I'm going to rock the [37G] boat a bit here: I'm not here to end your religion. I was raised as a 7 Day Creationist, and generally believed in the Protestant narrative until college. These days if you ask me, I'll tell you I'm an Atheist, but I've begun to identify more and more as a Humanist (the capital H is a shortcut for secular humanism, which is typically Atheist or Agnostic). Ideally, I prefer to identify as "Steven" or "that sexy man with a beard", but we all end up with labels.
So, what's with the Humanism distinction?
I think Atheism, and even more so Anti-theism, are reactionary movements. In a world without religion they would cease to exist. While I have personally concluded that there is insufficient evidence for a supreme being, that fact alone does little to guide one through life. What's more important is that I believe that all people are human beings, regardless of gender, race, creed, sexual preference, wealth, location, or any other reason large groups of strangers are excluded. Are people perfect? Absolutely not, but they're the best we've got. If we want to make it through this life in some sort of comfortable way, we're going to have to give each other some room to breathe.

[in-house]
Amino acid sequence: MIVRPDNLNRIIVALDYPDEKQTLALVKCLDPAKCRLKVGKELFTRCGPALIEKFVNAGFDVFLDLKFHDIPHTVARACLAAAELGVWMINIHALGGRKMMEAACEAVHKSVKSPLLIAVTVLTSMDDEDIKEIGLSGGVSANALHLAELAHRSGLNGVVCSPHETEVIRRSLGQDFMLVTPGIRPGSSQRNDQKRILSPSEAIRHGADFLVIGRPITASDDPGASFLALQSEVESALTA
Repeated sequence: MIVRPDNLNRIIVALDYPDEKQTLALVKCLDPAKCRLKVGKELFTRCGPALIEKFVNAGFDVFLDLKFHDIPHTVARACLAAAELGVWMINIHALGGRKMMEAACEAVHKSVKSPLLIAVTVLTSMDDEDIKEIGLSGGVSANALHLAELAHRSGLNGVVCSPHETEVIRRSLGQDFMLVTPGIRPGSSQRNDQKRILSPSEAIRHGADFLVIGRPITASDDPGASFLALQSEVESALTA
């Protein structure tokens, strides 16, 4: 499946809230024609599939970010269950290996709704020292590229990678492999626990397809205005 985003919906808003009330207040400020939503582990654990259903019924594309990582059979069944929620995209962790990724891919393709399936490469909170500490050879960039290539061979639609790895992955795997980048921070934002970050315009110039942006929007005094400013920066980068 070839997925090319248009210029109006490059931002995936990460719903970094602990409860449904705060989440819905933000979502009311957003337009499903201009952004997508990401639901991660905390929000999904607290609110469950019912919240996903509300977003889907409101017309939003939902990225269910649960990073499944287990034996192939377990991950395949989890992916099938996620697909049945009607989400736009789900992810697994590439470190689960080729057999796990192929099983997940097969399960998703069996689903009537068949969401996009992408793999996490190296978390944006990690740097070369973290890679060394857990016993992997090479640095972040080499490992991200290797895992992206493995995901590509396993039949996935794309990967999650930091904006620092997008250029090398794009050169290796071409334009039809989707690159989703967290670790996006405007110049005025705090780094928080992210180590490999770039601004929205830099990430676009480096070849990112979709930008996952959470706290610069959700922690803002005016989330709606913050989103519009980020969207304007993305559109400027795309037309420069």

At this point I feel it's necessary to point out that I do, in fact, sympathize with the Anti-theism movement. While I try not to look down on anyone for what they believe, I think that any doctrine that promotes systematic discrimination is abhorrent. I simply cannot condone the idea that women were created solely to alleviate man's loneliness, or that criticism of ones beliefs is punishable by death or imprisonment, or any other concept in a long list of injustices performed in the name of some higher power. I just happen to be on the side of the fence that we should teach people to care about one another, to constantly seek out the truth, and to approach all new information with a sense of wonder, tempered by a healthy dose of skepticism.